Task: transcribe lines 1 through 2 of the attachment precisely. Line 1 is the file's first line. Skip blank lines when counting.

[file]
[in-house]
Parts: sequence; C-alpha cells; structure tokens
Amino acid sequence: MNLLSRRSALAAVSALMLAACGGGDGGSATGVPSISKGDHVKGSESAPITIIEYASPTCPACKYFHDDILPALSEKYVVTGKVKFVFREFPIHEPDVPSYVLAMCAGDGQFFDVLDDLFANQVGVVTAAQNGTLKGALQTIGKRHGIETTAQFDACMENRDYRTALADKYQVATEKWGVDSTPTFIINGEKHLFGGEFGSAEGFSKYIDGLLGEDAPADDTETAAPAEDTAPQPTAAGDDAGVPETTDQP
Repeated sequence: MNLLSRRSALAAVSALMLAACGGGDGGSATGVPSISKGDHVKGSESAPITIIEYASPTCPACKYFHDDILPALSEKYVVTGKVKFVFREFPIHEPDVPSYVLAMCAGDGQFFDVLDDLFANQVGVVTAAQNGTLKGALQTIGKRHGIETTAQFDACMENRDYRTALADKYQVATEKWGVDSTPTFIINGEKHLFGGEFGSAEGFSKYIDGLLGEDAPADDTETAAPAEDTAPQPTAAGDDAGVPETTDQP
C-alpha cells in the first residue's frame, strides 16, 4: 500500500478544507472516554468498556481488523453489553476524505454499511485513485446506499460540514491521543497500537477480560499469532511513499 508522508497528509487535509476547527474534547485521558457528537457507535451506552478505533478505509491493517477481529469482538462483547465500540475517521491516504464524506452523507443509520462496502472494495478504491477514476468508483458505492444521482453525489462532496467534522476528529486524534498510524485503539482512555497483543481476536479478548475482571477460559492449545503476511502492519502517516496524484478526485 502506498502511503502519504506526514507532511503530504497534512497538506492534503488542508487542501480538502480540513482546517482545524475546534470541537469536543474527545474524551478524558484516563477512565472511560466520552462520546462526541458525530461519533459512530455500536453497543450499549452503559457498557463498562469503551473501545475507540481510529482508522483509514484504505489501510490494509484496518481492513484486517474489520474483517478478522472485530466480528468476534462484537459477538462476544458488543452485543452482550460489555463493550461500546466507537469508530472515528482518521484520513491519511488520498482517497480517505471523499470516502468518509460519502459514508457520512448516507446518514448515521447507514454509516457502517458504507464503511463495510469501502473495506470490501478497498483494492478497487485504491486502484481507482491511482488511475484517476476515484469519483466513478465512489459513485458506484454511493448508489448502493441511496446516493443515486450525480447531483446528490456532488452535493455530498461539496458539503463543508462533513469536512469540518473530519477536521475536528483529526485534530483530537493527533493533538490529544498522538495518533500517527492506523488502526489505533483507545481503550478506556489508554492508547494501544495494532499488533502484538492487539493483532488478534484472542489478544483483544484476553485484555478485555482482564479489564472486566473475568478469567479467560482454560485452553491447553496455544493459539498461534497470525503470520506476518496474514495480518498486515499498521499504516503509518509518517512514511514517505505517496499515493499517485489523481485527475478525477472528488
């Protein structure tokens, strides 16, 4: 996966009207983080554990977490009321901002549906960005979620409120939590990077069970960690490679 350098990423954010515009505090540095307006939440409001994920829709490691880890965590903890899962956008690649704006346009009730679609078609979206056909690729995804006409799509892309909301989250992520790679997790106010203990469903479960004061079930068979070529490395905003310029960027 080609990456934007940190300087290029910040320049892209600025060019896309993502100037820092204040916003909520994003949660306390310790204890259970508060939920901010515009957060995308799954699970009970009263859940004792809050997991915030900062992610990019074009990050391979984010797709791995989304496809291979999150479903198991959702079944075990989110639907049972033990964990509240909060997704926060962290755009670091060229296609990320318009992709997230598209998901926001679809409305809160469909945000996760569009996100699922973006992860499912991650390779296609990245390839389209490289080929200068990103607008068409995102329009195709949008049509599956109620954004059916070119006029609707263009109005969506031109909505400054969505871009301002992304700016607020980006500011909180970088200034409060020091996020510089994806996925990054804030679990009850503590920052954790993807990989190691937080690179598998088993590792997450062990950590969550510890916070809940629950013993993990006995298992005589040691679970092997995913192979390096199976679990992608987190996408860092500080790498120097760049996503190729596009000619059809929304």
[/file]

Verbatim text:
[in-house]
Parts: sequence; C-alpha cells; structure tokens